LONDON (Reuters) - A central bank scheme to revive lending in recession-hit Britain is boosting the availability of mortgages but has not yet benefited businesses, a survey by the bank showed on Wednesday.
The Funding for Lending Scheme (FLS) was launched by the Bank of England and the government at the start of August, partly in response to criticism that the bank’s main stimulus program - the purchase of UK government bonds - had failed to unblock credit for households and small businesses.
Many economists believe Britain will inch out of recession during the current quarter - a stance reinforced on Wednesday by encouraging retail sales data - but the government is still under pressure to create tangible economic growth.
The central bank’s quarterly Credit Conditions Survey showed the biggest increase in mortgage availability since the survey started in 2007, and that banks planned to boost this by a further record figure in the coming three months - in part due to the FLS.
But economists will want to take a close look at August lending figures from the BoE due on Monday to see if banks’ intentions to lend are being matched by actions.
“We will have to watch whether the improvement in the survey is actually reflected in mortgage lending spreads and quantities in coming months,” said Citi economist Michael Saunders.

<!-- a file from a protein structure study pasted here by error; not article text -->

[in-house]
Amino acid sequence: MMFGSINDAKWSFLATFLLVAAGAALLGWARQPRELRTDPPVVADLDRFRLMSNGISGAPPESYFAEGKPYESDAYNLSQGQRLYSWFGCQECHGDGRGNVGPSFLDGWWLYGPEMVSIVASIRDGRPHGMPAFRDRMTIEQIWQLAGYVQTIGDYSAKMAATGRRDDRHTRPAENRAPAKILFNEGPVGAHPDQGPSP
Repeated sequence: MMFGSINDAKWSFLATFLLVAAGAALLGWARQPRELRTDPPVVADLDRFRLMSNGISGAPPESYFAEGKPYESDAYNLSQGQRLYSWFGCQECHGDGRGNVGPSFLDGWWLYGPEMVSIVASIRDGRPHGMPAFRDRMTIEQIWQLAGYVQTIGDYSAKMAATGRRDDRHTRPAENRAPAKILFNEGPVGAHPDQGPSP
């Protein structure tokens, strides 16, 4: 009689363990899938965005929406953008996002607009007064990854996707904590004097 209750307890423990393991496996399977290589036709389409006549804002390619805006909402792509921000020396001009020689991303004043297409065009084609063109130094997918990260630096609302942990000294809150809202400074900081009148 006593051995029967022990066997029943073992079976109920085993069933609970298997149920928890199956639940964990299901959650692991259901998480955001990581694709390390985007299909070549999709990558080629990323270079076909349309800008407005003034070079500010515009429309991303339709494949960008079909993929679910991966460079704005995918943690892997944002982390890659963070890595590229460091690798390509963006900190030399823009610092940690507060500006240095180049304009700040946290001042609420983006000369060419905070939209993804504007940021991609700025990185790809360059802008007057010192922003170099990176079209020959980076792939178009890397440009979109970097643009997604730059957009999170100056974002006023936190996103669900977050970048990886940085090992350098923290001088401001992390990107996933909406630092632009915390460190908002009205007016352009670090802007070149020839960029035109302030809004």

Lenders said in the survey that they had no plans to increase loans to business, and expected a small rise in corporate defaults over the next three months.
If the FLS succeeds in stimulating the economy, it would reduce the chance of the BoE increasing government bond purchases in November when it reaches its 375 billion pound quantitative easing target, as well as easing pressure on the unpopular Conservative-led coalition government.
Wednesday’s figures - which came a day after data showing five of Britain’s six main banks had signed up to the FLS - showed the scheme could only be counted a partial success so far, said Barclays economist Chris Crowe.
“This quarter’s survey will provide some reassurance to the BoE that the FLS is improving credit availability in the mortgage market at least. However, we continue to expect the FLS’s overall impact on credit flows to be fairly modest,” he said.
The finance ministry was more upbeat about the scheme, saying it appeared to have “got off to a flying start.”
But while some lenders have announced lower mortgage rates over the last two months, it was only last week that Lloyds (LLOY.L) became the first bank to say that it had drawn down funds from the FLS, some 1 billion pounds it planned to use for business lending.
BoE figures on Tuesday showed lenders could access 60 billion pounds of cheap financing initially, and potentially much more if they increased net lending.
The same day, BoE policymaker Paul Fisher said he was confident the scheme would help the supply of credit, and that without it net lending would probably fall. He did not put a figure on how much it might boost lending.
Additional reporting by Peter Schwartzstein; Editing by John Stonestreet